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*faints* I'm going to Egypt!

 
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~Ankhesenamun~
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PostPosted: Fri Jan 15, 2010 8:02 pm    Post subject: *faints* I'm going to Egypt! Reply with quote

I just found out yesterday, I'm definitely going to Egypt!
Everything was up in the air with the travel agency
(the first agent messed everything up, he booked the wrong flight..) though now, everything's settled. Price went up a bit, but who cares. Egypt is totally worth it. Wink
Does anyone have any tips on how I should dress (as Egypt is a predominantly Muslim country), how I can arrange a tour to Amarna (this one is extremely important as I must go to Amarna!), what not to do while in Cairo, etc?

Thanks in advance! Very Happy
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PostPosted: Sun Jan 17, 2010 9:46 pm    Post subject: Re: *faints* I'm going to Egypt! Reply with quote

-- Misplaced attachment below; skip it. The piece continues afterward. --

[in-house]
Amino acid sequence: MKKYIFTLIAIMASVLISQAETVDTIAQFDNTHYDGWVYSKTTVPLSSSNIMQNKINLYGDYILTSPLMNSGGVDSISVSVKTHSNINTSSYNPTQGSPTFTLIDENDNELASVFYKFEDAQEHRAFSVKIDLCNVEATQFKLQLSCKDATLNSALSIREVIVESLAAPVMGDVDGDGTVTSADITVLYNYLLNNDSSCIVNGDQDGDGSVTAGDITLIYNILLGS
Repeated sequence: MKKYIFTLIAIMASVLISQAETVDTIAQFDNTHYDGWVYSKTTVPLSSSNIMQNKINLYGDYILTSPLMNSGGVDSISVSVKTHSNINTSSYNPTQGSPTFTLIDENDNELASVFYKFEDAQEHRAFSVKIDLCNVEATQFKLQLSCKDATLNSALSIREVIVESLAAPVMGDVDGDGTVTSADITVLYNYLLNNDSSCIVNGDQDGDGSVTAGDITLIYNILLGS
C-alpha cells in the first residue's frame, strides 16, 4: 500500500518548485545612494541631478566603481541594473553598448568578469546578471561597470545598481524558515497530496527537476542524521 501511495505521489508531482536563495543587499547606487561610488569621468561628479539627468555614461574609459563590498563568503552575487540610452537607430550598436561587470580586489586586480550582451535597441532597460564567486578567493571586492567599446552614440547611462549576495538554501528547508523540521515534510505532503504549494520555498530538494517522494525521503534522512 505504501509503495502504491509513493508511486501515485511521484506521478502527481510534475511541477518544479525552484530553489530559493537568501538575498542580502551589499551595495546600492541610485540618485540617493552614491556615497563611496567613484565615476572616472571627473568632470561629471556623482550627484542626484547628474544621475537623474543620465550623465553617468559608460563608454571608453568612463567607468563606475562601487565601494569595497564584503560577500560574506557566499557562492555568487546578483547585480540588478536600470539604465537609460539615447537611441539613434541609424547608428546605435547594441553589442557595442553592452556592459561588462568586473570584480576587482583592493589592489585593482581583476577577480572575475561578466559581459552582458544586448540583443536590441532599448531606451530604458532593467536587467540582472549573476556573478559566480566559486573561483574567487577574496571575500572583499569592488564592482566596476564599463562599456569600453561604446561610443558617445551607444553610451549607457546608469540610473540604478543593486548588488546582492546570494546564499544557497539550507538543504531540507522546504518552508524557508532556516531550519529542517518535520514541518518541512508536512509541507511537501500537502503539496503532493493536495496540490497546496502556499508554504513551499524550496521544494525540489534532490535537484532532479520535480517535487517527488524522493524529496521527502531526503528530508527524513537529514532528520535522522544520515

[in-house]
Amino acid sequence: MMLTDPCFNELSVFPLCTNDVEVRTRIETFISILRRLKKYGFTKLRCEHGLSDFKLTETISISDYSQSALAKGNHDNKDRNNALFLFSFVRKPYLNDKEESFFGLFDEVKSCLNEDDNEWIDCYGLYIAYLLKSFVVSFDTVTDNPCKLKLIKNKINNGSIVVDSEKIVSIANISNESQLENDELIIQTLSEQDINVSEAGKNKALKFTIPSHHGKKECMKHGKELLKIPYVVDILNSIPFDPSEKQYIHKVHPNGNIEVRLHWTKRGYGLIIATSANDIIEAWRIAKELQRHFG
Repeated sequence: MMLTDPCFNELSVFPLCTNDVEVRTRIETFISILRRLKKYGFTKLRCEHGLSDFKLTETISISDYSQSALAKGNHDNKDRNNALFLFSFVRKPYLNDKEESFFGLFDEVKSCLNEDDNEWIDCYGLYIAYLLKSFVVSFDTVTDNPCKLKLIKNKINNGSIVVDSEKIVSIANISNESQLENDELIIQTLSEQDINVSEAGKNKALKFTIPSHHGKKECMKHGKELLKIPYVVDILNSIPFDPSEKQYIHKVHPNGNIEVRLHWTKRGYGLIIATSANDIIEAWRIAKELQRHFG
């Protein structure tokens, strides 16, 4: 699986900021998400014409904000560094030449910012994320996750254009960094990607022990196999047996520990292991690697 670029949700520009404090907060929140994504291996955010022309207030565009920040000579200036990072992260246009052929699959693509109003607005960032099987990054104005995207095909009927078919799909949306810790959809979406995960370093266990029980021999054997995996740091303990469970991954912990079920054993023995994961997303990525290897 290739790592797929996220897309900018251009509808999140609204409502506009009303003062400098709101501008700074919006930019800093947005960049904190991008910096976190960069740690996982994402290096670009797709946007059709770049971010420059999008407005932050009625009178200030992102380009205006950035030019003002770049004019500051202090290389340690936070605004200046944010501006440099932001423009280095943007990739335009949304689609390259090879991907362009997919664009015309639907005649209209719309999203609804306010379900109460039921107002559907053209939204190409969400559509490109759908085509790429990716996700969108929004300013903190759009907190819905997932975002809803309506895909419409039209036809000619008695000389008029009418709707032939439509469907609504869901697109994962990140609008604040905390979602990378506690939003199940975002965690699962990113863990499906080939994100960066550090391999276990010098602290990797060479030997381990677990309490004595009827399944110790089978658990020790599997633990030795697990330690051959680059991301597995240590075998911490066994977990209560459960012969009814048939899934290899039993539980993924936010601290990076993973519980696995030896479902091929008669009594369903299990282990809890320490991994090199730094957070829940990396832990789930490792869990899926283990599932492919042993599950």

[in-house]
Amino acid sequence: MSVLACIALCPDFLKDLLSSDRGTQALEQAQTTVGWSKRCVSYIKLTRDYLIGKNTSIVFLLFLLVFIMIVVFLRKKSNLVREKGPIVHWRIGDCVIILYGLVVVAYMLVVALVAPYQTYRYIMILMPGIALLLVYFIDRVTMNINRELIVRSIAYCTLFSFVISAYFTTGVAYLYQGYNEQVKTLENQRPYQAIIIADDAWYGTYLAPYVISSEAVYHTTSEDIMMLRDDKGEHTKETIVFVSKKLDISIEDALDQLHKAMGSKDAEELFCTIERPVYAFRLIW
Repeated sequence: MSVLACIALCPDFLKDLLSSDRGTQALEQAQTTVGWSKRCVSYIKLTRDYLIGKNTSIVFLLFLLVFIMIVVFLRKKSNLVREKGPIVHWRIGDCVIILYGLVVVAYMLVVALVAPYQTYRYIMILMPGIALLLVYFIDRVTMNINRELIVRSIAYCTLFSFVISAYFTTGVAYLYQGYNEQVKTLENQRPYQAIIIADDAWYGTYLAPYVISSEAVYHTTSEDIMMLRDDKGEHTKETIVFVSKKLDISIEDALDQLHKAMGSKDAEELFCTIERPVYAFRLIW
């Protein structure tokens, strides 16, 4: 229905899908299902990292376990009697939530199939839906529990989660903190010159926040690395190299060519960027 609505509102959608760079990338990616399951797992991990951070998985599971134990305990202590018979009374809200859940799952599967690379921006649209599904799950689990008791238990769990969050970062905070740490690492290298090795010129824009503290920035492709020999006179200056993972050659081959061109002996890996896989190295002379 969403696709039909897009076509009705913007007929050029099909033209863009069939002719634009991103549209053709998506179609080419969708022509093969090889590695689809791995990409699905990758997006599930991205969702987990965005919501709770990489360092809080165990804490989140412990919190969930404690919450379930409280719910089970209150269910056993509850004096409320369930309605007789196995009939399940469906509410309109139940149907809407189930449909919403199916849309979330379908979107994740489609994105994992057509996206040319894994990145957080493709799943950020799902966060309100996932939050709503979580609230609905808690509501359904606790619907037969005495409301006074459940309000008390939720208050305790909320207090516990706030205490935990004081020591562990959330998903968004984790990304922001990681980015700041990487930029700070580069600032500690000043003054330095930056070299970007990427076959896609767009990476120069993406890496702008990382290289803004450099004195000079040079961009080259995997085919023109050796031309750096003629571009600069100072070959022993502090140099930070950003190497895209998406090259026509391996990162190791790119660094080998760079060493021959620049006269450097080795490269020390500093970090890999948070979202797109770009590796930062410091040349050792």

~Ankhesenamun~ wrote:
I just found out yesterday, I'm definitely going to Egypt!
Everything was up in the air with the travel agency
(the first agent messed everything up, he booked the wrong flight..) though now, everything's settled. Price went up a bit, but who cares. Egypt is totally worth it. Wink
Does anyone have any tips on how I should dress (as Egypt is a predominantly Muslim country), how I can arrange a tour to Amarna (this one is extremely important as I must go to Amarna!), what not to do while in Cairo, etc?

Thanks in advance! Very Happy


First of all, congratulations; secondly, enjoy yourself, but don't go overboard.

I am one of the few who happen to like Cairo: most people stay away from there, but I think it's fun. Sure, it's a broken down city (or was when I was last there) with 18 million people living within (the city was made for a capacity of 5 million tops, so you can imagine how crowded it is can can be); but for excitement of just roaming about when you have a place to go (such as finding an Egyptology bookstore like L'Orientaliste), or seeing the suqs of the Khan el Khalili (be sure to try the fateer pancakes near the main road!), it really can't be beat.